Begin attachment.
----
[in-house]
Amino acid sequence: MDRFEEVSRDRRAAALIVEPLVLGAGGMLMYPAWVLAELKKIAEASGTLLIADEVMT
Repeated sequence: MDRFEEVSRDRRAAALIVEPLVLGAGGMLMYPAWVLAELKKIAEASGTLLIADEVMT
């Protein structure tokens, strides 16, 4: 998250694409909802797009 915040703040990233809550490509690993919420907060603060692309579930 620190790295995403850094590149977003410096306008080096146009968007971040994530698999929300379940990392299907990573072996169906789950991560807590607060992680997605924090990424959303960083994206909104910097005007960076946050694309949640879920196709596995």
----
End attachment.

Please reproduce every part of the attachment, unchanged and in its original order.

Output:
[in-house]
Amino acid sequence: MDRFEEVSRDRRAAALIVEPLVLGAGGMLMYPAWVLAELKKIAEASGTLLIADEVMT
Repeated sequence: MDRFEEVSRDRRAAALIVEPLVLGAGGMLMYPAWVLAELKKIAEASGTLLIADEVMT
């Protein structure tokens, strides 16, 4: 998250694409909802797009 915040703040990233809550490509690993919420907060603060692309579930 620190790295995403850094590149977003410096306008080096146009968007971040994530698999929300379940990392299907990573072996169906789950991560807590607060992680997605924090990424959303960083994206909104910097005007960076946050694309949640879920196709596995």